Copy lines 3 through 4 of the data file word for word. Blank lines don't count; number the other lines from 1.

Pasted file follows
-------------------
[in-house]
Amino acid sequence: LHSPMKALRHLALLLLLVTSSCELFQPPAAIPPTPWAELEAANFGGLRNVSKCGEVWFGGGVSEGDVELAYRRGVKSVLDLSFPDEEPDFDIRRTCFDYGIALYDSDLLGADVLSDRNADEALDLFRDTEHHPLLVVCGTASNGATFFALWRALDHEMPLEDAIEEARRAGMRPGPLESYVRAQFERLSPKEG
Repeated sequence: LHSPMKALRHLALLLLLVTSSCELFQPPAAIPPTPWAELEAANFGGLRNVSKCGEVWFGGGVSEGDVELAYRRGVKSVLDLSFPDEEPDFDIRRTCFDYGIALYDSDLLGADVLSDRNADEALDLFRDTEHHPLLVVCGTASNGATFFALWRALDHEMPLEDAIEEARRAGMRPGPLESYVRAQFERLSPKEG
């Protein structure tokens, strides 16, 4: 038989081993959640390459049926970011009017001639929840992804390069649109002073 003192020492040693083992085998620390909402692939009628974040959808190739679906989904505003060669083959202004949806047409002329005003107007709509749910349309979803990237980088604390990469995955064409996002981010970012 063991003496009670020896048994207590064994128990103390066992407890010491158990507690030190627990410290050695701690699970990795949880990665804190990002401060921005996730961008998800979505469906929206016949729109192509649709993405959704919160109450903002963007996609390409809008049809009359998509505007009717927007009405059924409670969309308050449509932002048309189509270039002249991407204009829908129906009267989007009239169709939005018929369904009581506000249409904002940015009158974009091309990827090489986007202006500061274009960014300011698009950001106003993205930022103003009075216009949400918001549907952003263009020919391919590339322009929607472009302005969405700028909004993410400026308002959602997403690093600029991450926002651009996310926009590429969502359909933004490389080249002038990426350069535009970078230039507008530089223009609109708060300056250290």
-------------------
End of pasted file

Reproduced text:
Repeated sequence: LHSPMKALRHLALLLLLVTSSCELFQPPAAIPPTPWAELEAANFGGLRNVSKCGEVWFGGGVSEGDVELAYRRGVKSVLDLSFPDEEPDFDIRRTCFDYGIALYDSDLLGADVLSDRNADEALDLFRDTEHHPLLVVCGTASNGATFFALWRALDHEMPLEDAIEEARRAGMRPGPLESYVRAQFERLSPKEG
């Protein structure tokens, strides 16, 4: 038989081993959640390459049926970011009017001639929840992804390069649109002073 003192020492040693083992085998620390909402692939009628974040959808190739679906989904505003060669083959202004949806047409002329005003107007709509749910349309979803990237980088604390990469995955064409996002981010970012 063991003496009670020896048994207590064994128990103390066992407890010491158990507690030190627990410290050695701690699970990795949880990665804190990002401060921005996730961008998800979505469906929206016949729109192509649709993405959704919160109450903002963007996609390409809008049809009359998509505007009717927007009405059924409670969309308050449509932002048309189509270039002249991407204009829908129906009267989007009239169709939005018929369904009581506000249409904002940015009158974009091309990827090489986007202006500061274009960014300011698009950001106003993205930022103003009075216009949400918001549907952003263009020919391919590339322009929607472009302005969405700028909004993410400026308002959602997403690093600029991450926002651009996310926009590429969502359909933004490389080249002038990426350069535009970078230039507008530089223009609109708060300056250290």